If a person is given a right to resort to a remedy to get rid of an adverse order within a prescribed time, limitation should not be computed from a date earlier than that on which the party aggrieved actually knew of the order or had an opportunity of knowing the order and, therefore, mist be presumed to have had the knowledge of the order.

These decisions have been approved by the Supreme Court, in Raja Harish Chandra Raj Singh v. The Deputy Land Acquisition Officer : [1962]1SCR676 . P B. Gajendragadkar and K.M. Wanchoo, JJ. observe as follows, in the case arising under the Land Acquisition Act:

Where the rights of a person are affected by any order and limitation is prescribed for the enforcement of the remedy by the person aggrieved against the said order by reference to the making of the said order it must mean actual or constructive communication of the said order to the party concerned. So the knowledge of the party affected by the award made by the Collector under Section 12 of the Land Acquisition Act, 1894, either actual or constructive is an essential requirement of fair play and natural justice. Therefore the expression 'the date of the award' used in proviso (b) to Section 18(2) of the Act must mean the date when the award is either communicated to the party or is known by him either actually or constructively. It will be unreasonable to construe the words from the date of the Collector's awards used in the proviso to Section 18 in a literal or mechnical way.

6. The same principles as laid down by this Court and the Supreme Court apply to Section 96(3) of the Co operative Societies Act (1961). When the section refers to the fact that an appeal should be preferred within two months from the date of the decision, order, award, refusal, registration or approval complained of, it should be taken that the two months prescribed for preferring the appeal is from the date on which there is either actual or constructive communication of the said order to the party concerned.

In this case, the Court below has stated as follows:

She has no objection for the amount being deducted every month out of the salary given to her. Her admission that she did not know as to when exactly she got the copy of the award will clearly go to show that she must have been fully aware of the passing of the award and that her contention that she came to know about it only when the authorities came for attaching the properties cannot be accepted.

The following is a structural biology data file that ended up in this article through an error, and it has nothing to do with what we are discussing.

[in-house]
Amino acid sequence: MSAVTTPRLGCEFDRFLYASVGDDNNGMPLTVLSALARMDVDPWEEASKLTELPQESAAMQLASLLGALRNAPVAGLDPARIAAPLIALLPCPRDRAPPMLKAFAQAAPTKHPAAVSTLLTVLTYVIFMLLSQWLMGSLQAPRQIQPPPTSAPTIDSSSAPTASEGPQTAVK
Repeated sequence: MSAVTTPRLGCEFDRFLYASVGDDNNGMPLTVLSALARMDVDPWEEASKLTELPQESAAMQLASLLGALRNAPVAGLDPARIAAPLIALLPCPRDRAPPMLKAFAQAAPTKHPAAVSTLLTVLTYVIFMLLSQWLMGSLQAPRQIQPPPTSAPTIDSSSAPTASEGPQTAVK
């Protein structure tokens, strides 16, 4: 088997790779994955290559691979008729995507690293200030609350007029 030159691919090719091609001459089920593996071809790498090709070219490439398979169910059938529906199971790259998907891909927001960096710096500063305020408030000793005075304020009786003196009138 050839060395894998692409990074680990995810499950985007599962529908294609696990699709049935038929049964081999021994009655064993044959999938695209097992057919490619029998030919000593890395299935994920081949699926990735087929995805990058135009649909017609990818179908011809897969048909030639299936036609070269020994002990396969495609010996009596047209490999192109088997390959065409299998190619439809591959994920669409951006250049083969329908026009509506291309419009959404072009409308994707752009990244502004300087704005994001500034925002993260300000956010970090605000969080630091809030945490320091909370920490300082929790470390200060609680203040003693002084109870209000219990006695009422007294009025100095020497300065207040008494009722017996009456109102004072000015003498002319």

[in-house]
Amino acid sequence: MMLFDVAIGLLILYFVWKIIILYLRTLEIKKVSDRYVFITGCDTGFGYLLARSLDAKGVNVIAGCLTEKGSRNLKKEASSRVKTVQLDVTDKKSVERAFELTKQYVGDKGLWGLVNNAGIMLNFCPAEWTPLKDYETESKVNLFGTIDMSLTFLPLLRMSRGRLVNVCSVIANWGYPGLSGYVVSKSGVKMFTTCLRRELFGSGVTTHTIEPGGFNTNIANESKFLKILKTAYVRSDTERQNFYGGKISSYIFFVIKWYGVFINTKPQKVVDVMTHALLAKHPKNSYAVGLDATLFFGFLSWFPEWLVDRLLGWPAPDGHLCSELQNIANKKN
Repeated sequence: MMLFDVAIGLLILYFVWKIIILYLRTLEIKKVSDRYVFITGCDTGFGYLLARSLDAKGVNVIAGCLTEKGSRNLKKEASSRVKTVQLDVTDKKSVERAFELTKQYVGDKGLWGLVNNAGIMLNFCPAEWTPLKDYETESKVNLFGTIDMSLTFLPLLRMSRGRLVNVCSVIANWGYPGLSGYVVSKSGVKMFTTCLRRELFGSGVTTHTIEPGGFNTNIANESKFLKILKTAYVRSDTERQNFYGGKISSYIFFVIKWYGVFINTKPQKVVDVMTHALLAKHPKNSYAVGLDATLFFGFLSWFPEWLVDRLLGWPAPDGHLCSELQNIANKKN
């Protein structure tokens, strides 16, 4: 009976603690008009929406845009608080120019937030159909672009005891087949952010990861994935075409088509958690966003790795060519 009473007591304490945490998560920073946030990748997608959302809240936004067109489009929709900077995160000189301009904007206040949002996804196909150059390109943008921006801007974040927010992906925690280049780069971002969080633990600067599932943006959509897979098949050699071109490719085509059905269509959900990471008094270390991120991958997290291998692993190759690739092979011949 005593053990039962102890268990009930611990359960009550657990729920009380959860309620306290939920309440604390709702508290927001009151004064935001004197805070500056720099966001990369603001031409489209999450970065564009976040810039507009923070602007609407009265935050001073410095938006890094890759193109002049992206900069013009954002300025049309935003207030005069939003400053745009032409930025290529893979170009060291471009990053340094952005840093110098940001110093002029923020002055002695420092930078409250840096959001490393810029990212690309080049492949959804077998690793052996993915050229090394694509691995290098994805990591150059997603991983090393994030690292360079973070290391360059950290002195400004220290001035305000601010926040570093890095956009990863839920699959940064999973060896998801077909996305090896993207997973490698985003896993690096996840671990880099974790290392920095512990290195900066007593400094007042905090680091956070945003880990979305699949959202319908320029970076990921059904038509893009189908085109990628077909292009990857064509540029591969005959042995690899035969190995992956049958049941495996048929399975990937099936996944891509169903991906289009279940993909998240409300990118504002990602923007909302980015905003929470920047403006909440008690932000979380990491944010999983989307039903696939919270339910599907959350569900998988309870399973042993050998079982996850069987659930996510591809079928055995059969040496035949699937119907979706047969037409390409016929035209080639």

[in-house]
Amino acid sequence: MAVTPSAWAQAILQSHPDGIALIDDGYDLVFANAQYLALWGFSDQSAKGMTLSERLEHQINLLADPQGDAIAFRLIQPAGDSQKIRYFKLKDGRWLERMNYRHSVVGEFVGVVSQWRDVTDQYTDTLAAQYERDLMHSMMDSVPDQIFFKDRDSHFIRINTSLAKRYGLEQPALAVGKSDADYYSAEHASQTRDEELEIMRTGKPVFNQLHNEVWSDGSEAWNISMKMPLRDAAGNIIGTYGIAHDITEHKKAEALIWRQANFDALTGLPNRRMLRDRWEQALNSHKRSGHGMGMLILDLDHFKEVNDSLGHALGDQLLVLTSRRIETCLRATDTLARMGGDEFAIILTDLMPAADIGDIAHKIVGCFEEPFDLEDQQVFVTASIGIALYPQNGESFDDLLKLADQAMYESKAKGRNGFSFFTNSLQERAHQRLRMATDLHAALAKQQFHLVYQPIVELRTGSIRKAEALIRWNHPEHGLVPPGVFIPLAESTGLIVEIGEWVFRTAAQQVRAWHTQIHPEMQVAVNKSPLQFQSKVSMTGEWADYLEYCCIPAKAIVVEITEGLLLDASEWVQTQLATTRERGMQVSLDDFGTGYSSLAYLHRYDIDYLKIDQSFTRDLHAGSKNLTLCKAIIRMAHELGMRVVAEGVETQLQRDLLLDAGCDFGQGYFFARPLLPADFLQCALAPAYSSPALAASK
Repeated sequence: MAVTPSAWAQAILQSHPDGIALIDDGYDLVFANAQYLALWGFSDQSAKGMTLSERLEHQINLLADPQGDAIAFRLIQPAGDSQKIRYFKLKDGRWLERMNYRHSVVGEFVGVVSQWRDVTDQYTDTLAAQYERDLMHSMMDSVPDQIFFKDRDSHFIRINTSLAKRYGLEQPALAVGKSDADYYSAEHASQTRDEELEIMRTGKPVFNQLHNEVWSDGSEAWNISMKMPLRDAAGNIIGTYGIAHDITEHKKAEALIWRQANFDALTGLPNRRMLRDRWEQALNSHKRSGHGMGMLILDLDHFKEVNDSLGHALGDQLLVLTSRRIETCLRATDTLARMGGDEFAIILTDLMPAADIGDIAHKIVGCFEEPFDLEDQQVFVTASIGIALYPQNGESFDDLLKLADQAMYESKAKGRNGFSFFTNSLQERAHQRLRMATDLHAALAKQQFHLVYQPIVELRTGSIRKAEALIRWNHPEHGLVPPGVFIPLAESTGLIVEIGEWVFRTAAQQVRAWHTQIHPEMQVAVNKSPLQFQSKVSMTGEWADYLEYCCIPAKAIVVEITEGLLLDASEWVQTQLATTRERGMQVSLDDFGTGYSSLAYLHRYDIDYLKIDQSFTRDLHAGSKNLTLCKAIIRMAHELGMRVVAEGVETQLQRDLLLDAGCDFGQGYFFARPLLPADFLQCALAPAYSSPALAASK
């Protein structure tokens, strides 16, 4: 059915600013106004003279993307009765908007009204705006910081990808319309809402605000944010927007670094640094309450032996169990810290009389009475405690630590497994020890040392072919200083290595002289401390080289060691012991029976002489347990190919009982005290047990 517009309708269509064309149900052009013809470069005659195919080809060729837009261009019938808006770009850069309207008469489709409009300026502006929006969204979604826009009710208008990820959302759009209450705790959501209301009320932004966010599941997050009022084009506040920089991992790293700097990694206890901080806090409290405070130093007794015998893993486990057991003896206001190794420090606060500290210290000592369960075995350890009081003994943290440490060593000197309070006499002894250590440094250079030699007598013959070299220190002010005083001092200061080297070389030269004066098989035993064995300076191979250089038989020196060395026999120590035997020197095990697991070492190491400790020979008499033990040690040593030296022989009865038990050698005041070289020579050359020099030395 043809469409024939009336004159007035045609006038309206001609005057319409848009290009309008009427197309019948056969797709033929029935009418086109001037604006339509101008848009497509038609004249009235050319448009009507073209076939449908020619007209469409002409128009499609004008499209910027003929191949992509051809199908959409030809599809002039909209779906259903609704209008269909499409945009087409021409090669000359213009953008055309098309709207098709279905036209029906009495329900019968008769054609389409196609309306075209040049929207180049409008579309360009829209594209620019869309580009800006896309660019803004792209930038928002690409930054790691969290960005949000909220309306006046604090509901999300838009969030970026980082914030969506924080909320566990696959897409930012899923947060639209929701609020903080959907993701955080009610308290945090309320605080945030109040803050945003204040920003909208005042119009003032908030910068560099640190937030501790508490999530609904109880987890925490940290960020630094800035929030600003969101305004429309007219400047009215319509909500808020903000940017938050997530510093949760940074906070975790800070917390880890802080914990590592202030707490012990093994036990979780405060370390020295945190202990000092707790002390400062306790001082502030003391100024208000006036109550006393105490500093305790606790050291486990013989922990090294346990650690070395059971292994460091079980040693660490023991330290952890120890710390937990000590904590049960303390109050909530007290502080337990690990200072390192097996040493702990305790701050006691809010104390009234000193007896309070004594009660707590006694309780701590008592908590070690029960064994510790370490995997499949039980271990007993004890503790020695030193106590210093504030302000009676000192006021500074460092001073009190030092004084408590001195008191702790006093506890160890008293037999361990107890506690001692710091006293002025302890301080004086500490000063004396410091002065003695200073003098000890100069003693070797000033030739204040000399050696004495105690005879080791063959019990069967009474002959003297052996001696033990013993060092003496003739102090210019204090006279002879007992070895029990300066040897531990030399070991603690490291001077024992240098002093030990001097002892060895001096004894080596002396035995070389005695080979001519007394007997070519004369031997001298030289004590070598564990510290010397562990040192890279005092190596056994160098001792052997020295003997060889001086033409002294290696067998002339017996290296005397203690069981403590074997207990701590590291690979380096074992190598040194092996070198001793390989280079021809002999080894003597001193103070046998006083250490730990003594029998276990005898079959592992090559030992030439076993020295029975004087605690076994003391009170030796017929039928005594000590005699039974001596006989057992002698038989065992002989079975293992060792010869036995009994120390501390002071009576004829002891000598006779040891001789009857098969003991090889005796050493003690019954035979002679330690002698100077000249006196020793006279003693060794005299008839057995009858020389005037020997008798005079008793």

On the basis of these observations, the application to excuse delay in filing the appeal has been dismissed. This is factually wrong The Exhibit A-1 was read in extenso by the learned Counsel for the 3rd respondent. The petitioner's oral evidence before the Co-operative tribunal was also read. This was necessitated because the petitioner's learned Counsel asserted that Exhibit A-1 did not contain any statement by the petitioner that she had no objection to the amount being deducted from her salary, every month. On a reading of Exhibit A-1, it is found that Exhibit A-1 does not contain any such statement by the petitioner as has been referred to by the lower Court. This position is accepted by the learned Counsel for the 3rd respondent, as well. Apart from this, there is absolutely, nothing to show that the copy of the award or decision was communicated to the petitioner.

7. The learned Counsel for the petitioner Submits that the petitioner was furnished with a copy of the award only on 1st June, 1976. Within a period of 60 days from the date of 1st June, 1976, the appeal has been filed in the lower Court. However, inasmuch as 'the petitioner has categorically stated in the lower Court that she came to know of the passing of the award on 6th January, 1976, when the officers came to attach the properties, it is necessary to find out. on which date she filed an application for getting the copy of the award. If the application for the copy of the award, either oral or in writing had not been made within 60 days from the date on which the petitioner came to know about the passing of the award, then her right to file an appeal before the lower Court would become barred. On the other hand, if within the expiry of 60 days from 6th January, 1976, she had filed an application or made an oral request for a copy of the award, then, the period taken for obtaining a copy of the award from the date of such application and the date of furnishing the copy of the award would be excluded. The learned Counsel for the petitioner is not able to tell the Court on which date, the application for the copy of the award was made. It is therefore, necessary to find out the date on which the petitioner applied for a copy of the award before deciding whether the appeal before the tribunal was in time or not.

8. As I have already stated, the order of the lower Court is vitiated by a factual misunderstanding of the contents of Exhibit A-1. In these circumstances, there is no other alternative, but to set aside the order of the lower Court and remit the same for de novo consideration and disposal. in the light of the observations made herein. There will be no order as to costs. The writ petition succeeds and is allowed.